"As far back as stories go, pioneers have reached for the skies. In the last two hundred years, they have mastered the air and made the modern world possible. Today they are bringing outer space within our reach. They're inventors and toymakers, amateurs and adventurers, visionaries, dreamers and, yes, crackpots. Some have called them irresponsible, even dangerous. But I have met many of them. I have worked with them, and funded them, and flown with them. I admire them, and trust them, and I think they and their kind are our future.
"In this book I look at the history of flight through the stories and people who have inspired me. These are tales of miraculous rescues; of records made and broken; of surprising feats of endurance and survival, including some of my own adventures, as well as developments in the future of air (and space) travel.
"This is a story of pioneers, and of course it includes the world famous Montgolfiers and the Wright brothers. But I also want to describe some of the lesser-known trailblazers - people like Tony Jannus, who in 1914 created the world's first scheduled commercial flight, flying his passengers over the waters of Tampa Bay at an altitude of just 50 feet; the ‘bird man’ Leo Valentin, who in the 1950s jumped from 9,000 feet with wooden wings attached to his shoulders; and my friend, Steve Fossett, who dedicated his life to breaking records and having adventures."
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What did you like best about Reach for the Skies? What did you like least?
Branson's passion for flight is palpable in every phrase in this remarkable potted history of manned flight. It is well researched, full of interesting little morsels of information, and structured in as logical a manner as one could hope, given the breadth of material covered. There is a sense, in places, of the sales pitch for Virgin's various airlines and, in particular, Virgin Galactic, but this seems more an honest byproduct of the author's infectious enthusiasm for the subject than calculated self-promotion.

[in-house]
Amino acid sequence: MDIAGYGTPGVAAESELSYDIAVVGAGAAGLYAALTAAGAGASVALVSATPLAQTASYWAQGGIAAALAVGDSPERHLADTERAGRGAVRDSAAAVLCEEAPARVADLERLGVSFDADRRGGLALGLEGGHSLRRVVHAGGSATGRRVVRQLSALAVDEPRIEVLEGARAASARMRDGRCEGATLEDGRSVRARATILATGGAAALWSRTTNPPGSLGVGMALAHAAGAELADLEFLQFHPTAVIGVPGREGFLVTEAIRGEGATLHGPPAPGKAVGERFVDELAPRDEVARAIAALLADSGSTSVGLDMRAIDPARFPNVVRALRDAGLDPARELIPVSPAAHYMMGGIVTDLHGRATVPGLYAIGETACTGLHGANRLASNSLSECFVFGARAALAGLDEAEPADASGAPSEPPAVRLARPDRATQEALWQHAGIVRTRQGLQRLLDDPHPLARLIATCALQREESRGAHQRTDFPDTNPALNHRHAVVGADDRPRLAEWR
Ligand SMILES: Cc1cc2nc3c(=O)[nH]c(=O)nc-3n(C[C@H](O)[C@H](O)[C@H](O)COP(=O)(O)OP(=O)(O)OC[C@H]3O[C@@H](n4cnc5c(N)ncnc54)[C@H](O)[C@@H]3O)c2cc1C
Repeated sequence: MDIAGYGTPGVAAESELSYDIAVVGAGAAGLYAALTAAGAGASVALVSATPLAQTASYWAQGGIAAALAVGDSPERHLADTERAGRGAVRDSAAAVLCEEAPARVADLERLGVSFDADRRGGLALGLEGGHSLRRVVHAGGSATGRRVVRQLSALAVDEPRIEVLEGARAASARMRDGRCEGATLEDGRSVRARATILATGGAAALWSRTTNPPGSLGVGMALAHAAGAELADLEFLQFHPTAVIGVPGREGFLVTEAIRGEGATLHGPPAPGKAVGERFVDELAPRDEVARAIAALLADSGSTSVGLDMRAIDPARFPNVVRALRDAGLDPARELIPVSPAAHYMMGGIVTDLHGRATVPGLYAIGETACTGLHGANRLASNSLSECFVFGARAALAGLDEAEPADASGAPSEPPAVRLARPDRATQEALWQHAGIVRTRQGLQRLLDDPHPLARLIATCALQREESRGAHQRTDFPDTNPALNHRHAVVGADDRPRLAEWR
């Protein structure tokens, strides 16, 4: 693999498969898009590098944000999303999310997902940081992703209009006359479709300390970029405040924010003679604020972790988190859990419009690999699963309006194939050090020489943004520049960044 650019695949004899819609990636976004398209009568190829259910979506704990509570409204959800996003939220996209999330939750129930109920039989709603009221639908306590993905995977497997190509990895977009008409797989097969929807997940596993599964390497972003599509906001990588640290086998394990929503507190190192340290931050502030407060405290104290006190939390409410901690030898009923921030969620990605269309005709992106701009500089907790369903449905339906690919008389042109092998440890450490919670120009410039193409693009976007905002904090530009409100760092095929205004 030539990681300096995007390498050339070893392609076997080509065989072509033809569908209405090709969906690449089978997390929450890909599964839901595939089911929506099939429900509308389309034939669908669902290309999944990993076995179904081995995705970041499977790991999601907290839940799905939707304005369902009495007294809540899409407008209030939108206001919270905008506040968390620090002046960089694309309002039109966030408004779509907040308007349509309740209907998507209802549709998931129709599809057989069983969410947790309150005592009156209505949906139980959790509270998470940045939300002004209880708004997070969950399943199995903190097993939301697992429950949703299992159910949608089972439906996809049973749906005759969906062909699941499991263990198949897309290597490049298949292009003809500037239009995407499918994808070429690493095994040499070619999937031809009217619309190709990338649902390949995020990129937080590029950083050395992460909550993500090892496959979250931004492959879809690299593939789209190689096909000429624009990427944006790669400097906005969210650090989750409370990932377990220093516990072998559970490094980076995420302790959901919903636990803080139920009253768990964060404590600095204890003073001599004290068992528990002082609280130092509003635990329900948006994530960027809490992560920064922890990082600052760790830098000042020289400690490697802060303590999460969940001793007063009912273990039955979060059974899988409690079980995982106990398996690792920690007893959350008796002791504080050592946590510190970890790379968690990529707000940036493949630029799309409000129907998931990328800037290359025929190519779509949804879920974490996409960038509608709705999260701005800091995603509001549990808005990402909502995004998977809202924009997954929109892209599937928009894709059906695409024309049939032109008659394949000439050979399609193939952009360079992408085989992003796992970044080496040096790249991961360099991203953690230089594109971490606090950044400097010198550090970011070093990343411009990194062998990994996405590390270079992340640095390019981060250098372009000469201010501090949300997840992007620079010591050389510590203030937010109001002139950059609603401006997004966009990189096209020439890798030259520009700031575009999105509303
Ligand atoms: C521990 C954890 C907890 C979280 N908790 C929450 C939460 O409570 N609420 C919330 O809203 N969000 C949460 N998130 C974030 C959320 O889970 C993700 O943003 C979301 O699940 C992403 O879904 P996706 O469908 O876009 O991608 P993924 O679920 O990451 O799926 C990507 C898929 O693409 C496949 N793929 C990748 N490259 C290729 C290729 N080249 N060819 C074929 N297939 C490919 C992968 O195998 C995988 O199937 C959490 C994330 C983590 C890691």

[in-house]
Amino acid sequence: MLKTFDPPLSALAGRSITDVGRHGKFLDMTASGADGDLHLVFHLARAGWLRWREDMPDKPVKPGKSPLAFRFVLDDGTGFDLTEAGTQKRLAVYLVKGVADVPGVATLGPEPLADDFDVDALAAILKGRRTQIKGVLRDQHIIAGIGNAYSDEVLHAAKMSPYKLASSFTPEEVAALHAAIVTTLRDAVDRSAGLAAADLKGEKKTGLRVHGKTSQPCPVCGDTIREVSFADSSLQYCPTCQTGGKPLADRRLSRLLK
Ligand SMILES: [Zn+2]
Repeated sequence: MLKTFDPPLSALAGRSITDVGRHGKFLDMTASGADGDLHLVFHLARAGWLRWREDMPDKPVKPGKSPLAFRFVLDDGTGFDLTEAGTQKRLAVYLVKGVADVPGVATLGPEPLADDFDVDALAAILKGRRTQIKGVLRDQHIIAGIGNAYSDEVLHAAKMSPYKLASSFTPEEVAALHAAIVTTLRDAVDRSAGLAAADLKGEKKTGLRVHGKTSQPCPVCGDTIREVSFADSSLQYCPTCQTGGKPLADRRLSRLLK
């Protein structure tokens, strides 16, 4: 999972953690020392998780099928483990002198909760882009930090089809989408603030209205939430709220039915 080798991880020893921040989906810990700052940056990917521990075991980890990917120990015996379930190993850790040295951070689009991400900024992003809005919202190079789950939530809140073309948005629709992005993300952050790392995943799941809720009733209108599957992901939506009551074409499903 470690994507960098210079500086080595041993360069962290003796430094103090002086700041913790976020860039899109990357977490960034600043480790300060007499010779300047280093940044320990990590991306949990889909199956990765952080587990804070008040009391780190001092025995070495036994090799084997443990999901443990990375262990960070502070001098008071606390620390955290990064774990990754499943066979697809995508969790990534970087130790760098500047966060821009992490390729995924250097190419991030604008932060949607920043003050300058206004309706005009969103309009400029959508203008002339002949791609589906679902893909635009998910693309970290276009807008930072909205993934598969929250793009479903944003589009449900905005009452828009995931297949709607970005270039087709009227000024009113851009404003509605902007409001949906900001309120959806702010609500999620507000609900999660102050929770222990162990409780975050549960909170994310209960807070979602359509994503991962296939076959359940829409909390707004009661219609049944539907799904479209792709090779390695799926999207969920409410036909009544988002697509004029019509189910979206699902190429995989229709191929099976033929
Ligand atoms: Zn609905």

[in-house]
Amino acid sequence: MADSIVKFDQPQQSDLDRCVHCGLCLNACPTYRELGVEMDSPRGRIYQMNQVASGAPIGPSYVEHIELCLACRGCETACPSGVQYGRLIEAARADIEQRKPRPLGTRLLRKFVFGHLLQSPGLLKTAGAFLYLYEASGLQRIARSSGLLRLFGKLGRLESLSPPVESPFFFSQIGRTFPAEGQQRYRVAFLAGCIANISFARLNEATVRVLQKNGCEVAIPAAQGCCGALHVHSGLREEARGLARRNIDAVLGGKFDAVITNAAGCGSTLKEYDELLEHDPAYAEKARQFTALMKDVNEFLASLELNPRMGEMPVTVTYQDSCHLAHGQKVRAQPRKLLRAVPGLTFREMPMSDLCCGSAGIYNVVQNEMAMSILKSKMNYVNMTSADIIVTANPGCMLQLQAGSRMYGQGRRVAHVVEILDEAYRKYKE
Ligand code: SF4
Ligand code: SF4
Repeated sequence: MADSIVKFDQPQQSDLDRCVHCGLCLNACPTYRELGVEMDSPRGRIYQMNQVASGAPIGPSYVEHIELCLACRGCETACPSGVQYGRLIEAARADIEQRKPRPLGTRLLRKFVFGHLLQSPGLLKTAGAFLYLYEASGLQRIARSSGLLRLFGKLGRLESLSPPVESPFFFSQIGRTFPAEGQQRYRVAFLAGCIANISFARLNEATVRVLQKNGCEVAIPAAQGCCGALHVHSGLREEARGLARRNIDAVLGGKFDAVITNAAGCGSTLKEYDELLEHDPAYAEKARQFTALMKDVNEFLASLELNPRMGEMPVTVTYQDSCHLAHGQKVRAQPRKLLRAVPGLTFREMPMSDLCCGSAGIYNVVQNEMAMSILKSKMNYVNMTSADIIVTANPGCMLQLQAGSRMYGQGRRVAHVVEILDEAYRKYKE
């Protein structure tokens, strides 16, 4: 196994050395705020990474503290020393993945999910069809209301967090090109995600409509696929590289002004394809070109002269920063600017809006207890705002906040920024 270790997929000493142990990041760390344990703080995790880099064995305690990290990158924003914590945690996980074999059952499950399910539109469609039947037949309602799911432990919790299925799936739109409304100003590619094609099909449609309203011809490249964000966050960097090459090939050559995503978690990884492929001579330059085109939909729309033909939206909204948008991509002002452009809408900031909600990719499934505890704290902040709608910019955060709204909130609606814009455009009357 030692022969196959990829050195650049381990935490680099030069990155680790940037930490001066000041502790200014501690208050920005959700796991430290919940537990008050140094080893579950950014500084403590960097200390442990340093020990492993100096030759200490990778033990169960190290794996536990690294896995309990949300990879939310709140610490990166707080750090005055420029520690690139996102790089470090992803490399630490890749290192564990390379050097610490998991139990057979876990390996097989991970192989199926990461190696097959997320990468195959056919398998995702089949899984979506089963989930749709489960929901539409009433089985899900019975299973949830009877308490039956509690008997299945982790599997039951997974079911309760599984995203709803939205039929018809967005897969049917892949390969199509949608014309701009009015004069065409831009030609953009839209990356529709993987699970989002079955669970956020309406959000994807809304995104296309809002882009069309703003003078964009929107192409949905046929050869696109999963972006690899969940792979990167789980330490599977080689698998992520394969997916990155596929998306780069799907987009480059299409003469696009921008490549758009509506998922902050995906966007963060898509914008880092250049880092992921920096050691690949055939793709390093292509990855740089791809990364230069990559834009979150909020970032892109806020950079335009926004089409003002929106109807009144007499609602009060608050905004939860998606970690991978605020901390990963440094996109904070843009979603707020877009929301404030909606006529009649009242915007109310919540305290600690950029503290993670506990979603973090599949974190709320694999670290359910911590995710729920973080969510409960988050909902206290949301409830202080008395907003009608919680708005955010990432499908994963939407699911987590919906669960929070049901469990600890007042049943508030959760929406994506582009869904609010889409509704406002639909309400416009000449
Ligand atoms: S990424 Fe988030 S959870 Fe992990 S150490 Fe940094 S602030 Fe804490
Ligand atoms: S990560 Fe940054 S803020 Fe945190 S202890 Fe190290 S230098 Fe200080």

What didn’t you like about Adrian Mulraney’s performance?
Mulraney's pacing is slow (I listened at 1.25x, which I very rarely feel compelled to do) and the tempo of some phrases awkward. I found him rather jarring, and would avoid choosing another work performed by him, which is unfortunate as he seems to have rather the monopoly on the unabridged audio versions of Branson's work.
I'm a big fan of Branson's writing style - he means it, it's from the heart and it's how he speaks. This is even more powerful as it's narrated by Sir Dick himself and you can hear his passion and love for the subject in every sentance. Not quite as engaging as 'Losing My Virginity' which is one of the best business audo books available but nevertheless a great yarn about manned flight and his own record-breaking feats and playing as a kid with Douglas Bader! I'm heavily into the history of science and there was a few terrific stories and short bio's that were detaield here. If you're into 'boys toys', 'flying', 'adventure' or simply Brand Branson you'll love it!
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